The most recent trend has been to diversify to tree and vine crops such as low-chill stone fruits (peaches, nectarines and plums), red grapefruit and table grapes. These crops take advantage of the sub-tropical climate conditions and can supply Perth with product earlier than the traditional production areas, extending their availability.
The majority of horticulture activity is carried out along the banks of Gascoyne River near Carnarvon on 170 plantations covering an area of 1,500 hectares. The most significant crops in volume and value are bananas, tomatoes, table grapes, capsicum and mango.
There have been a number of horticultural enterprises developed on pastoral leases and these are producing melons, table grapes, citrus and asparagus. There is increasing interest in expanding business activities in these areas to include ecotourism and wildflower production.
Production trends are influenced by seasonal factors such as cyclones, river flows and pests and disease. For example in March 2000, rainfall generated by cyclone Steve caused significant flooding and severe crop damage. Statistics indicate a period of three years to fully recover from the loss of top soil and damage to crops.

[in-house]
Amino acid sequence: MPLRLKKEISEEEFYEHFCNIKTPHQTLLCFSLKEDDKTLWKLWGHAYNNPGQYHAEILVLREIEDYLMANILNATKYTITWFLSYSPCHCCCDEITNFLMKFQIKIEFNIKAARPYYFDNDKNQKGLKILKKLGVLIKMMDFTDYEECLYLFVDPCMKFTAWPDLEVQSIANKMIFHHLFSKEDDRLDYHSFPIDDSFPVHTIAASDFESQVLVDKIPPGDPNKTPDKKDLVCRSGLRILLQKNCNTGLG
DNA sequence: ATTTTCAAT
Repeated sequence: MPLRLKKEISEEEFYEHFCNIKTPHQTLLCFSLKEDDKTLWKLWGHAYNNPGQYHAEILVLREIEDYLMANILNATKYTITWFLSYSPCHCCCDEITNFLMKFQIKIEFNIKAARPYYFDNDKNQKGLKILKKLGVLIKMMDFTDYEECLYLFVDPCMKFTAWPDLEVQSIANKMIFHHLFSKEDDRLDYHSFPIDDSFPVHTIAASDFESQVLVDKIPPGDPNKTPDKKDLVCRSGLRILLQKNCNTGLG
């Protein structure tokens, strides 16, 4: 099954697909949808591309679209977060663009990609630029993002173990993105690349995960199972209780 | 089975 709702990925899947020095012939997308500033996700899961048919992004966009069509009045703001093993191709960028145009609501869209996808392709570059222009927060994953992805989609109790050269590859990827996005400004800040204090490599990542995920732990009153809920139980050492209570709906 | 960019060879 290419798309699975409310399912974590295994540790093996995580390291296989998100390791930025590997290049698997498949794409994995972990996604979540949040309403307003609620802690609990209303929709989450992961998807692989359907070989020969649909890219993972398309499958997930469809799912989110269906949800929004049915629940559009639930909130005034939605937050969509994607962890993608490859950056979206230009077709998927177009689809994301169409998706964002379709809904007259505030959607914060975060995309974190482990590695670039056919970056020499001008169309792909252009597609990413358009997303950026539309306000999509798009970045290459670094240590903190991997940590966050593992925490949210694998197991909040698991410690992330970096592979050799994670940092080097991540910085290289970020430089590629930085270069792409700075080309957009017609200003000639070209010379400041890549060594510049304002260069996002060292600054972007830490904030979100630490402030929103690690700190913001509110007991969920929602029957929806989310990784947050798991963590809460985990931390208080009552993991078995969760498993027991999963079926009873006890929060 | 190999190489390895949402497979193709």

- In 2015 the Gascoyne’s horticultural industry had an industry value of approximately $72 million, producing approximately 38,242 tonnes of fruit and vegetables. This is a 30.3% increase in industry value and a 14.9% increase in production quantity from 2005 (Department of Agriculture and Food Western Australia (DAFWA) 2015).
- The Carnarvon horticultural district cultivates approximately 1,550 hectares of land at one time (of the approximate 2,000 hectares of zoned horticultural area) (Department of Water 2015).
- The highest value commodities in 2015 were tomatoes, cherry tomatoes, capsicums (excluding chillies), melons and grapes (DAFWA 2015).
- The greatest value and quantity increases by commodity between 2005 and 2015 were for cherry tomatoes, pumpkins, other vegetables and melons (DAFWA 2015).
- The Gascoyne’s horticultural sector significantly contributes to Western Australia’s total production value of bananas (99.5%), capsicums (excluding chillies) (62%), mangoes (47.4%), tomatoes (43.5%) and melons (25%) (2011-12) (ABS 2013).